Presented by Dr Harish Kumar Singhal MD (Ay)Sch Guided by Dr Abhimanyu Kumar Dr Moti Rai Department of Bal Roga NIA,Jaipur
Stroke is defined as the sudden onset of focal neurorological deficit due to occlusion of blood supply or hemorrhage in the brain causing symptom & sign lasting greater than 24 hours.
Infants, children & Young adults accounts for less than 5% of all strokes.
Pediatric stroke affects 2-3 in 100,000 newborns and 12 in 100,000 children under 18 years of age .
(A study conducted in Children’s hospital of Philadelphia)
Epidemiological studies have revealed an annual incidence of 2.5-2.7 pediatric strokes per 100,000 children.This figure comprises ischemic and hemorrhagic events, and excludes strokes from trauma or birth-related complications .
( Schoenberg BS, Mellinger JF, Schoenberg DG. Cerebrovascular disease in infants and children: A study of incidence, clinical features, and survival. Neurology. 1978; 28:763-768)
Risk of ischemic stroke was 0.63/100,000 /year as compared to 1.89/100,000 /year for hemorrhagic strokes.
In INDIA the average annual incidence rates are reported to be 13-33/100,000 /year.
Stroke is the sixth leading cause of death in children while in adult it is thrid leading cause of death , ranking behind heart disease & cancer . (H.J.M.Barnett).
Hemorrhagic strokes – 11.4%
Ischemic strokes – 88.6%
Prothrombotic states – 38.7%
Cardiac disease – 19.3%
Hyperlipidemia – 16%
Homocystinurea – 14.6%
Newborns, especially full-term infants
Older children with sickle cell anemia, congenital heart defects, immune disorders or problems with blood clotting
Previously healthy children who are found to have hidden disorders such as narrow blood vessels or a tendency to form blood clots easily.
Cyanotic congenital HD involving R-L shunt
Psoriatic heart disease
Disorder of RBC:
Sickle cell disease
Disorder of WBC :
Disorder of Platelets :
Disorders of Coagulations :
Protein C deficiency
Protein S deficiency
Factor V deficiency
Antithrombin III deficiency
Paroxysmal nocturnal hemoglobinuria
Moya –Moya disease
Sturge Weber syndrome
Meningitis ( Viral,Bacterial,Tubercular)
Local head & neck infections
Poly arteritis nodosa
Mixed C T Disorders
Mitochondrial encephalopathies :
Primary injury : cellular damage caused directly by the insults.
Secondary injury : various derangements set into motion by the primary injury.
20 % of strokes are due to intracranial hemorrhage from rupture of intracranial aneurysm.
Chacot – Bouchard aneurysm occur where hemorrhage is common –basal ganglia , thalamus, cerebellum, Pons &sub cortical areas.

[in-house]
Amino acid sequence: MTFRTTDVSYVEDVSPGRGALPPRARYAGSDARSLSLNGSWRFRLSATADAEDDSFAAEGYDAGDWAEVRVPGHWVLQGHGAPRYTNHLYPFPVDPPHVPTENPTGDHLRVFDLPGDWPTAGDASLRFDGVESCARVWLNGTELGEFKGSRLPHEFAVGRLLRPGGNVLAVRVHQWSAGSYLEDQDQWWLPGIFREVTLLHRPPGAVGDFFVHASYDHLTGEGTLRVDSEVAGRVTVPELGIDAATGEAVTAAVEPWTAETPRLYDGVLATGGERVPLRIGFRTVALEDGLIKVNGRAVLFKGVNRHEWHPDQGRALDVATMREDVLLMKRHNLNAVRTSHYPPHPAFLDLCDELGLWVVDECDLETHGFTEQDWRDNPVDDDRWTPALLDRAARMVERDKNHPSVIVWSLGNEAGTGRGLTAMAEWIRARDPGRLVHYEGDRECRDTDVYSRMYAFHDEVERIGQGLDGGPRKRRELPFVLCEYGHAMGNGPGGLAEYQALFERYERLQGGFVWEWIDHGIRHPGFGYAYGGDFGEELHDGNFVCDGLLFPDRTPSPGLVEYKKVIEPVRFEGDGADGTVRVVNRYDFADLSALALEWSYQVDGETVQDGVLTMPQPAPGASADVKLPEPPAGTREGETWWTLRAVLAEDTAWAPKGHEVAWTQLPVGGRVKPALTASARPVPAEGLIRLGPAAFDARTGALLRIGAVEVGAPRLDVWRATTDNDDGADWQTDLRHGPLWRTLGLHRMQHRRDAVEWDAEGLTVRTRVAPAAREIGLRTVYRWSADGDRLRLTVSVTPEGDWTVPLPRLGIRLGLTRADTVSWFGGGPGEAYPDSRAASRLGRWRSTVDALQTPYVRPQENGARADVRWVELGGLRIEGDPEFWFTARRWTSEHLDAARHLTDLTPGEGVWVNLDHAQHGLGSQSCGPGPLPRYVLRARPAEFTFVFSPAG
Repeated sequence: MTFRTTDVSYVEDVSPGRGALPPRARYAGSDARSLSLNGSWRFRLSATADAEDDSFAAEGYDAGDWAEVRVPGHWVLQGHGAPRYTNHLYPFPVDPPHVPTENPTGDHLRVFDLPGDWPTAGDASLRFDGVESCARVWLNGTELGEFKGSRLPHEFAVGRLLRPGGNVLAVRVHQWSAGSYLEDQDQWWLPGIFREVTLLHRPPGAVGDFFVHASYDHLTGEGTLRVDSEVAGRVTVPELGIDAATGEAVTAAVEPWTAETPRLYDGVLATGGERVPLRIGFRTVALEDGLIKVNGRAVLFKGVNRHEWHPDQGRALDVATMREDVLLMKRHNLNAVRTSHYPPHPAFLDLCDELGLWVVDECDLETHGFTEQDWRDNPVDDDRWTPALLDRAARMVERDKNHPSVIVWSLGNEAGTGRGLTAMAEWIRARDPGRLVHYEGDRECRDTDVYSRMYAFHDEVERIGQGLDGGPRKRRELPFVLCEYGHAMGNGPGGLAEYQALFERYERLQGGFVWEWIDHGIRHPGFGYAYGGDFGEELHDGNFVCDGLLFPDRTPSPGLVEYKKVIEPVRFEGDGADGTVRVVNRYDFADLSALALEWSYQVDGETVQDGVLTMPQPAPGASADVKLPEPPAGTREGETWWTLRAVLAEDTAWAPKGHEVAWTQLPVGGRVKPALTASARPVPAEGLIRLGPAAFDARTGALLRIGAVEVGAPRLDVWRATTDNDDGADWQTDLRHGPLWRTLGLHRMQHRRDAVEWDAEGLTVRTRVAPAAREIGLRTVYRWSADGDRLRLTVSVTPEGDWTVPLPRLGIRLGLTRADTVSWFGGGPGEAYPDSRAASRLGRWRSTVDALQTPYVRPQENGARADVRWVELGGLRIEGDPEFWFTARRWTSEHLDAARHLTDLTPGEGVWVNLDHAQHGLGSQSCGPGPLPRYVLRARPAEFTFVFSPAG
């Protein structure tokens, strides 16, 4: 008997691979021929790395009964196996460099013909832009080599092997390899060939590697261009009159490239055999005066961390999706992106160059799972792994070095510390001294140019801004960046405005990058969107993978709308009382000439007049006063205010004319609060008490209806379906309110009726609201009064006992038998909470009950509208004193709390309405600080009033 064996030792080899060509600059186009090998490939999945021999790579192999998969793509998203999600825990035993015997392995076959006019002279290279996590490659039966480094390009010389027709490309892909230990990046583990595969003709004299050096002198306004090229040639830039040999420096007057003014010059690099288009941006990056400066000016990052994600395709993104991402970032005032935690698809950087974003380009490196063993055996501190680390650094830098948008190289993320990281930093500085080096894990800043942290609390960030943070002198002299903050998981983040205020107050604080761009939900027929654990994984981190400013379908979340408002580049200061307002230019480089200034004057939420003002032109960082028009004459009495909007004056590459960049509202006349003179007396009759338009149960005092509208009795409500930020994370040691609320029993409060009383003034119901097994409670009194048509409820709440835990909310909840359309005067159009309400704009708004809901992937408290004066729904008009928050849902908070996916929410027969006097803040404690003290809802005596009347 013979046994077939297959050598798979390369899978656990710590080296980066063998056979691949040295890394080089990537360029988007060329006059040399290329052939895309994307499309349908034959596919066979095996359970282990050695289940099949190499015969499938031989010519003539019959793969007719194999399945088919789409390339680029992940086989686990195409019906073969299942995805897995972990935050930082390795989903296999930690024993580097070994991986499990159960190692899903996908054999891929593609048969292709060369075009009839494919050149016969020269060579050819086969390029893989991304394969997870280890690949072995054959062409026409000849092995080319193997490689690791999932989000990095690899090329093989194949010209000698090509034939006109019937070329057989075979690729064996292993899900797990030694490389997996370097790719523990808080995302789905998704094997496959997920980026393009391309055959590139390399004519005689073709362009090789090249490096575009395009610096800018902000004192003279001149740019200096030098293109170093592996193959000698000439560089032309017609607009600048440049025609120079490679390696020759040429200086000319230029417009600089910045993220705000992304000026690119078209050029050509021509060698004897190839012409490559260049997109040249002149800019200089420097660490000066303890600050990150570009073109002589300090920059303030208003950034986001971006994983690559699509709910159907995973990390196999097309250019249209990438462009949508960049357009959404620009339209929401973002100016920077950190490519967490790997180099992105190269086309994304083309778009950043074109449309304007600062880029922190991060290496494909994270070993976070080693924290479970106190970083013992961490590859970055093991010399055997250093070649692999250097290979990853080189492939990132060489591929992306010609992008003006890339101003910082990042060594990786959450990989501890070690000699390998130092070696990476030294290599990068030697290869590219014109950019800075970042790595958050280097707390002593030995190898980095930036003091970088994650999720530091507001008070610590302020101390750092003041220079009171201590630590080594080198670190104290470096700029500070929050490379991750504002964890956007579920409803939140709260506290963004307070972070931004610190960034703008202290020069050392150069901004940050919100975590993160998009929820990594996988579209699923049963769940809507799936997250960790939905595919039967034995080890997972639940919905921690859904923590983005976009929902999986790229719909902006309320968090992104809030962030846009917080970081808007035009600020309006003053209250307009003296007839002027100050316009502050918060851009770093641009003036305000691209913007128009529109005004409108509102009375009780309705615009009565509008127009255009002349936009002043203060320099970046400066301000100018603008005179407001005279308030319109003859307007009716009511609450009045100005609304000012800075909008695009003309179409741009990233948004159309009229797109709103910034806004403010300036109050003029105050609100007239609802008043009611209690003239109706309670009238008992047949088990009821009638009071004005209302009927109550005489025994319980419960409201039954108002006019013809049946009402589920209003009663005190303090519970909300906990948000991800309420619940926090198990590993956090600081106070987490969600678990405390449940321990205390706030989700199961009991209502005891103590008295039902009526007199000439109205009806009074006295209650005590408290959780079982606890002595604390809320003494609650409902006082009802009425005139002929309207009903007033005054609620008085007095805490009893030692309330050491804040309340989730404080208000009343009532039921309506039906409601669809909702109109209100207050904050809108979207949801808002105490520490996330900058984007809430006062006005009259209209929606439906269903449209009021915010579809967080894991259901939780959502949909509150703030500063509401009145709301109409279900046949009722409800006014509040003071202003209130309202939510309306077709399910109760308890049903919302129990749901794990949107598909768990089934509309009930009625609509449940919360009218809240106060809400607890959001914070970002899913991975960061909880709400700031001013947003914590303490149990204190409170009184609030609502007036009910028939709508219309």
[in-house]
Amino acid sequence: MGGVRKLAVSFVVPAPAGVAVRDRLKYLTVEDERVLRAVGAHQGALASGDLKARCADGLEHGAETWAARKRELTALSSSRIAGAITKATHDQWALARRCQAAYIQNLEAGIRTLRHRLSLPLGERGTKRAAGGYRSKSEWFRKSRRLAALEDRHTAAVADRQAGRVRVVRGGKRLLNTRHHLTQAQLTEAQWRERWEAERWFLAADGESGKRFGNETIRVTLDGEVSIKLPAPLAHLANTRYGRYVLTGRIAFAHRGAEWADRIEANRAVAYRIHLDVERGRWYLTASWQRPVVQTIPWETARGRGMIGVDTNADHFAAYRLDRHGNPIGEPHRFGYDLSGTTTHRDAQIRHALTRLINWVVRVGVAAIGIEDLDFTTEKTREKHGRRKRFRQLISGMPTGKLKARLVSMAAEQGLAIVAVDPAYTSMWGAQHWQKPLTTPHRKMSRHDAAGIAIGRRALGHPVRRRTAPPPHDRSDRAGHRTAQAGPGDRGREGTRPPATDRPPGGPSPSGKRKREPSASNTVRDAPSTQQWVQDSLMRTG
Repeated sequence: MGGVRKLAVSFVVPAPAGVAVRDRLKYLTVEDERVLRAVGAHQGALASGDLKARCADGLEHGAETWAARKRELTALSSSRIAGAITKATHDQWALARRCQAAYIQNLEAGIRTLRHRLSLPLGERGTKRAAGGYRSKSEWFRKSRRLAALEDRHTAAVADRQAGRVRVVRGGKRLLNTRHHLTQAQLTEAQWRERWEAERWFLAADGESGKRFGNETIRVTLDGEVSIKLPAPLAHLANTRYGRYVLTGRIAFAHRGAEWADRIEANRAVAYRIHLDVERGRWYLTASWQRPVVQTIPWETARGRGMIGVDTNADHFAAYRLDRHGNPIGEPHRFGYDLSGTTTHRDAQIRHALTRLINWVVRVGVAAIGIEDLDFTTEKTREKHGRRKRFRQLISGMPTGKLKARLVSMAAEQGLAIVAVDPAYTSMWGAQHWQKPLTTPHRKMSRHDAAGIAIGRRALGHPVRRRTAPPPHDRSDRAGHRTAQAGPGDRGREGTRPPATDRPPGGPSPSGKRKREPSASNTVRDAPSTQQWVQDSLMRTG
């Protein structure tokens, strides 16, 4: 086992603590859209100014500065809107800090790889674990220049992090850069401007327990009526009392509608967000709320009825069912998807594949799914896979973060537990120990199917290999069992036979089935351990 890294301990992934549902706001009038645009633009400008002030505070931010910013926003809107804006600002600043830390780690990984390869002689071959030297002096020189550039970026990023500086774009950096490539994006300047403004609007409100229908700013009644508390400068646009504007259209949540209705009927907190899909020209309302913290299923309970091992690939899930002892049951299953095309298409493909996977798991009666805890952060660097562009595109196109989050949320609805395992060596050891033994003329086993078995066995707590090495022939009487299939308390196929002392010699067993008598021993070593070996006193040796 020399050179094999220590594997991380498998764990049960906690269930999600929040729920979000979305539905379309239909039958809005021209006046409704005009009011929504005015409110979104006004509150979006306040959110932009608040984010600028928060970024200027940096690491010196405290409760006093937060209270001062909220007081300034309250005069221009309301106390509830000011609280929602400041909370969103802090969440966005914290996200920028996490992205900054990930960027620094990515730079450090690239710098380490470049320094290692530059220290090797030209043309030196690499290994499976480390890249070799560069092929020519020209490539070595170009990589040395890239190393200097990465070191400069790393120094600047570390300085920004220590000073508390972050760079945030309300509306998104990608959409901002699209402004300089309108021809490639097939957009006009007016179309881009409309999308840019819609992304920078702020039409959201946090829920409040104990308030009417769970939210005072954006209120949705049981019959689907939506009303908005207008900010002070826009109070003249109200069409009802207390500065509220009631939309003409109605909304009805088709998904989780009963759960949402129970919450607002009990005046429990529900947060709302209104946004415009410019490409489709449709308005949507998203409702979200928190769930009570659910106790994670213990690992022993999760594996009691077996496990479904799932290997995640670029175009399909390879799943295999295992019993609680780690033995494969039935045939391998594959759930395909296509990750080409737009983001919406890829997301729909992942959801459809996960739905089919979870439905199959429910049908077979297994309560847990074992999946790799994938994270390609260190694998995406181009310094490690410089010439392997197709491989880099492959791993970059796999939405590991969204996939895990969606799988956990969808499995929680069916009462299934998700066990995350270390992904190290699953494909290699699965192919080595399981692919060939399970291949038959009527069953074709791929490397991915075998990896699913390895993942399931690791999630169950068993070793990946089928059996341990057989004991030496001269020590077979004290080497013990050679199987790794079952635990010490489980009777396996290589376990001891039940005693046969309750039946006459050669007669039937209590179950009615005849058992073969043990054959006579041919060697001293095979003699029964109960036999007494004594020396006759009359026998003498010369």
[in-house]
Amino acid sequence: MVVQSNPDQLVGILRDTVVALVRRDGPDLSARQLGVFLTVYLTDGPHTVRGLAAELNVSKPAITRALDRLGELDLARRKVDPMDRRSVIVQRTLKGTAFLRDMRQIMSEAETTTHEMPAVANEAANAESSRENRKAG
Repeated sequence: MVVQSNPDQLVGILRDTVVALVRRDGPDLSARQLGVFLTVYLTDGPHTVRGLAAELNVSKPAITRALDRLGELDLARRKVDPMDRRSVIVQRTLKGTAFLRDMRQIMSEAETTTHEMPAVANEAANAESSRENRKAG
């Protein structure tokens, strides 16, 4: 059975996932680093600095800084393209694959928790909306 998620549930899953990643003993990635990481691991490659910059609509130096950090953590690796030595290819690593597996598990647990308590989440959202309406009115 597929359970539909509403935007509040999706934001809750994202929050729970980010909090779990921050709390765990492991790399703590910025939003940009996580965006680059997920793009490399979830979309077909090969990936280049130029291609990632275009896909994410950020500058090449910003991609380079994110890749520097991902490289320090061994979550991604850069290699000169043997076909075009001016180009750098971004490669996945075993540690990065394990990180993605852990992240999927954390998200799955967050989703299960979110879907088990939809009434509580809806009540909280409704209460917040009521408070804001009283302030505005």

Arterial ischemic stroke (AIS)
Cerebral sinovenous thrombosis (CSVT)
Lesion above the level of brain stem (Ipsilateral hemiplegia)
Jackson’s syndrome : 12 CN palsy + contra lateral hemiplegia
Brown Sequrd syndrome :Hemiplegia +CN palsy +differential sensory loss ( i.e. loss of vibration & joint sense on same side & pain ,touch & temperature on opposite.
Focal cerebral ischemia
Encephalitis (herpes simplex virus)
Alternating hemiplegia of infancy
Epilepsy: post-ictal Todd's paralysis or a focal
FIRST LINE: Performed within first 48 hours of admission
SECOND LINE: Performed within first week
THRID LINE : Performed as per need
Serum electrolytes ( Na,K,Ca,Mg,Phos.)
S / lipid profile
Plain x ray chest
MRI brain & MR angiography
Echocardiogram (transthoracic) with saline contrast
Transcranial and/or carotid dopplers
Serum amino acids
Urine for organic acids
Complement profile VDRL Lactate/pyruvate
CSF: cell count, protein, glucose, lactate
Protein C (activity and antigen)
Factor V (leiden) mutation
DNA testing for MELAS
Cerebral angiogram (transfemoral)
Serum homocystine after methionine load
1 st step is to differentiate ischemic & hemorrhagic stroke.
Anticoagulant therapy is contraindicated in hemorrhagic strokes.
Hyperglycemia & hypertension worsen the stroke.
Treatment primarily directed towards stabilizing systemic factors & management of the underlying causes.
Shunt surgery ( In special case )
Hypertension : by appropriate antihypertensive
Seizures with antiepileptic drugs.
Antibioitic therapy to prevent secondary infection.
The prognosis for childhood strokes is variable and most dependent upon underlying etiology.
80% of children survived 10 years after an ischemic stroke, although most had residual hemi paresis.
Schoenberg BS, Mellinger JF, Schoenberg DG. Cerebrovascular disease in infants and children: A study of incidence, clinical features, and survival. Neurology. 1978; 28:763-768.
Poor prognosis of strokes with seizures during infancy, and with an angiographic pattern of Moyamoya disease.
Solomon GE, Hilal SK, Gold AP, Carter S. Natural history of acute hemiplegia of childhood. Brain. 1970; 93:107-120.
A study on 42 children with idiopathic ischemic stroke exclusively concluded poor outcome in 43% of patients at an average of 7.4 years following the stroke. Recurrent stroke occurred in 7 children. In the children who did well, an early recovery was observed.
Abram HS, Knepper LE, Warty VS, Painter MJ. Natural history, prognosis and lipid abnormalities of idiopathic ischemic childhood stroke. J Child Neurol. 1996; 11:276-282
Hemorrhagic stroke have higher mortality rates as compared to ischemic stroke.
Patients with hemorrhagic infarction & coma have higher risk of acute death.